Gun rights require equal responsibilities

Gun rights require equal responsibilities

The gun industry turned the National Rifle Association (NRA) into a gun lobby back in the 1960s because it was worried that all the mass shootings and assassinations would cause a decrease in gun and ammunition sales.

As a pheasant hunter in the 1950s, I considered joining the NRA because back then it was a good hunter rights organization. Today, the gun industry speaks through the leadership of the NRA. The gun industry is like any business in that it doesn't want to lose sales. Its tactics are to strong-arm legislators, bully, threaten, attack, distort and spread paranoia among its members and the public.

The gun industry says background checks are an unreasonable intrusion on gun owners' rights. Astronaut Mark Kelly (the husband of former U.S. Rep. Gabby Giffords), said that it took him 5 minutes and 30 seconds for a complete background check to buy a handgun recently.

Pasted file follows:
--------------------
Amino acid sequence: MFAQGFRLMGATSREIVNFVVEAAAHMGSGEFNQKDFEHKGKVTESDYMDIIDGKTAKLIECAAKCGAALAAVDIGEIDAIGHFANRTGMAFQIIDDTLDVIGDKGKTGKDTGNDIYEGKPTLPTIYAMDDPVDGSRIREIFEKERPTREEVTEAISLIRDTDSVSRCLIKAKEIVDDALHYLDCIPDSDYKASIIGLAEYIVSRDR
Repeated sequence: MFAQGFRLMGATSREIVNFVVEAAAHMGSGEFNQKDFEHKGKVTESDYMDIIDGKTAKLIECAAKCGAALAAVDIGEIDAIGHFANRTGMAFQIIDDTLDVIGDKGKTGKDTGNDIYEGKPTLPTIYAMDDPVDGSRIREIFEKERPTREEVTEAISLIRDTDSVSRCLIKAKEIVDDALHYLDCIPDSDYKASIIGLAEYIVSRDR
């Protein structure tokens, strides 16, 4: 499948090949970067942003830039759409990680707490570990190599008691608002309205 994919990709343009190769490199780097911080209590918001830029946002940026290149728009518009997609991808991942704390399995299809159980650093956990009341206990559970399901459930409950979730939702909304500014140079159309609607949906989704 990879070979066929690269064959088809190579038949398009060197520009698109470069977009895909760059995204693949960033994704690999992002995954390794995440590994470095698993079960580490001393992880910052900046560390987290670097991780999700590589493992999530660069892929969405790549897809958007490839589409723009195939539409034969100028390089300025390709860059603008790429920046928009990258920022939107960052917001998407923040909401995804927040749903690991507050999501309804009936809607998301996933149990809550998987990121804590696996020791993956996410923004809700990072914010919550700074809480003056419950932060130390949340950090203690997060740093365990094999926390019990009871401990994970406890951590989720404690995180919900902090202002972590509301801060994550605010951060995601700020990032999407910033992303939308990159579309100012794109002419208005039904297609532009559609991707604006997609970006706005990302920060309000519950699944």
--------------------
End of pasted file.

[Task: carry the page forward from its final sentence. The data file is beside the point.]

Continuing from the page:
Is that too long? When Giffords was shot, the gunman emptied his magazine containing 33 bullets, causing 33 wounds (some fatal) with every bullet piercing a human being. It took 15 seconds.

I believe with gun owners, Kelly and Giffords in the Second Amendment but we take that right and the responsibilities seriously. Rights demand responsibility. This right doesn't extend to terrorists, criminals or the mentally ill.

As Kelly says, "When dangerous people get guns, we are all vulnerable. When dangerous people get dangerous guns, we are all the more vulnerable." A recent poll shows 74 percent of NRA members are in favor of strong background checks and favor regulating the sale of large ammunition clips.

VERN ZEHR

Fisher

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